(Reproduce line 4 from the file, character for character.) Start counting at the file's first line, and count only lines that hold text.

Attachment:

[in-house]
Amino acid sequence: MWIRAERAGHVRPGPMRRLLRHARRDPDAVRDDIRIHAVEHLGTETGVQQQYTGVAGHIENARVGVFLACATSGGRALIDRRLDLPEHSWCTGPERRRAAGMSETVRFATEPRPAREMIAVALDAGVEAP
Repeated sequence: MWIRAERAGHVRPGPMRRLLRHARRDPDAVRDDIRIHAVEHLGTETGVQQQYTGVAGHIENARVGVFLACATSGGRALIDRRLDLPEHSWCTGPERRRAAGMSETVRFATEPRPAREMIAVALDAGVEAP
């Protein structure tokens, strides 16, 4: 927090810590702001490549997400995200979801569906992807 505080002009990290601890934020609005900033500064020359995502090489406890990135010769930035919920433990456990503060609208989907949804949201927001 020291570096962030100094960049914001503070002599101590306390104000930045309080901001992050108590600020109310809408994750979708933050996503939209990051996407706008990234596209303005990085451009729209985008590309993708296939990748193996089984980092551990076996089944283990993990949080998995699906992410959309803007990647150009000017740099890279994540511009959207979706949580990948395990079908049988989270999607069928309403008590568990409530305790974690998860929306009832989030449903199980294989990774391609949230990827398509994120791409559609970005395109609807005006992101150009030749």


């Protein structure tokens, strides 16, 4: 927090810590702001490549997400995200979801569906992807 505080002009990290601890934020609005900033500064020359995502090489406890990135010769930035919920433990456990503060609208989907949804949201927001 020291570096962030100094960049914001503070002599101590306390104000930045309080901001992050108590600020109310809408994750979708933050996503939209990051996407706008990234596209303005990085451009729209985008590309993708296939990748193996089984980092551990076996089944283990993990949080998995699906992410959309803007990647150009000017740099890279994540511009959207979706949580990948395990079908049988989270999607069928309403008590568990409530305790974690998860929306009832989030449903199980294989990774391609949230990827398509994120791409559609970005395109609807005006992101150009030749």